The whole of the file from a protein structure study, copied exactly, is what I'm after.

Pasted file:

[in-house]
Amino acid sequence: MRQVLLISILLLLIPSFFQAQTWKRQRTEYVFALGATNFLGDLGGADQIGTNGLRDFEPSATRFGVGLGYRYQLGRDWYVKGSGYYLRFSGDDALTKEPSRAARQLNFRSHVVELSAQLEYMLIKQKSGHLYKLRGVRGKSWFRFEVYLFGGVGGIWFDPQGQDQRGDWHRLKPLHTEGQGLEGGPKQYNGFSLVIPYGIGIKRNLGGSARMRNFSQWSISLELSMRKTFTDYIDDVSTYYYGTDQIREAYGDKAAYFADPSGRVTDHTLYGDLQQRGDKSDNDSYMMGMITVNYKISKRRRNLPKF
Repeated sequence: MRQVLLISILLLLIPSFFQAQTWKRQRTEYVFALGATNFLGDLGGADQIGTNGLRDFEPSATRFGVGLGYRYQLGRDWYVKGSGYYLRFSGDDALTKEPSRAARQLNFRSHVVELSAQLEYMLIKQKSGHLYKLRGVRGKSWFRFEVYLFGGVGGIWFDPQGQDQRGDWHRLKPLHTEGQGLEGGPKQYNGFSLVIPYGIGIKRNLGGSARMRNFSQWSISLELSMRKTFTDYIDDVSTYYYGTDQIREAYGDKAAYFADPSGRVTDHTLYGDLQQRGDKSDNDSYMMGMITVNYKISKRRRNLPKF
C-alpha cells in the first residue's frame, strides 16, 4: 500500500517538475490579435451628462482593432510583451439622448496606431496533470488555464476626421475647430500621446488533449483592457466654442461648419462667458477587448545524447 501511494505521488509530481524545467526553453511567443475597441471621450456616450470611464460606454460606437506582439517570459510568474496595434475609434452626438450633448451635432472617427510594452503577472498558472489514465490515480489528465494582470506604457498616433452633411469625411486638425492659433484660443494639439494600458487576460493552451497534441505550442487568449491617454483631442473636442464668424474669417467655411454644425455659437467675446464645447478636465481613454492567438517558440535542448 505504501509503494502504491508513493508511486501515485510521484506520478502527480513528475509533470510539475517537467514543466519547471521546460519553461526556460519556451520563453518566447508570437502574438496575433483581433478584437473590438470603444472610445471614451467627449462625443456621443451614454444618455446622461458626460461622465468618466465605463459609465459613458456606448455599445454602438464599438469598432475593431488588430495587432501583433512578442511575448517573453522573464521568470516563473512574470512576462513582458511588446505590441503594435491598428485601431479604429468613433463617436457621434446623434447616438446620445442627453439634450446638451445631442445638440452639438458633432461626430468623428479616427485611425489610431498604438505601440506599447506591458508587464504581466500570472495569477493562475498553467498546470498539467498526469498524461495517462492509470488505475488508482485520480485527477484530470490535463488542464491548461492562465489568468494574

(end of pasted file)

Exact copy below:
[in-house]
Amino acid sequence: MRQVLLISILLLLIPSFFQAQTWKRQRTEYVFALGATNFLGDLGGADQIGTNGLRDFEPSATRFGVGLGYRYQLGRDWYVKGSGYYLRFSGDDALTKEPSRAARQLNFRSHVVELSAQLEYMLIKQKSGHLYKLRGVRGKSWFRFEVYLFGGVGGIWFDPQGQDQRGDWHRLKPLHTEGQGLEGGPKQYNGFSLVIPYGIGIKRNLGGSARMRNFSQWSISLELSMRKTFTDYIDDVSTYYYGTDQIREAYGDKAAYFADPSGRVTDHTLYGDLQQRGDKSDNDSYMMGMITVNYKISKRRRNLPKF
Repeated sequence: MRQVLLISILLLLIPSFFQAQTWKRQRTEYVFALGATNFLGDLGGADQIGTNGLRDFEPSATRFGVGLGYRYQLGRDWYVKGSGYYLRFSGDDALTKEPSRAARQLNFRSHVVELSAQLEYMLIKQKSGHLYKLRGVRGKSWFRFEVYLFGGVGGIWFDPQGQDQRGDWHRLKPLHTEGQGLEGGPKQYNGFSLVIPYGIGIKRNLGGSARMRNFSQWSISLELSMRKTFTDYIDDVSTYYYGTDQIREAYGDKAAYFADPSGRVTDHTLYGDLQQRGDKSDNDSYMMGMITVNYKISKRRRNLPKF
C-alpha cells in the first residue's frame, strides 16, 4: 500500500517538475490579435451628462482593432510583451439622448496606431496533470488555464476626421475647430500621446488533449483592457466654442461648419462667458477587448545524447 501511494505521488509530481524545467526553453511567443475597441471621450456616450470611464460606454460606437506582439517570459510568474496595434475609434452626438450633448451635432472617427510594452503577472498558472489514465490515480489528465494582470506604457498616433452633411469625411486638425492659433484660443494639439494600458487576460493552451497534441505550442487568449491617454483631442473636442464668424474669417467655411454644425455659437467675446464645447478636465481613454492567438517558440535542448 505504501509503494502504491508513493508511486501515485510521484506520478502527480513528475509533470510539475517537467514543466519547471521546460519553461526556460519556451520563453518566447508570437502574438496575433483581433478584437473590438470603444472610445471614451467627449462625443456621443451614454444618455446622461458626460461622465468618466465605463459609465459613458456606448455599445454602438464599438469598432475593431488588430495587432501583433512578442511575448517573453522573464521568470516563473512574470512576462513582458511588446505590441503594435491598428485601431479604429468613433463617436457621434446623434447616438446620445442627453439634450446638451445631442445638440452639438458633432461626430468623428479616427485611425489610431498604438505601440506599447506591458508587464504581466500570472495569477493562475498553467498546470498539467498526469498524461495517462492509470488505475488508482485520480485527477484530470490535463488542464491548461492562465489568468494574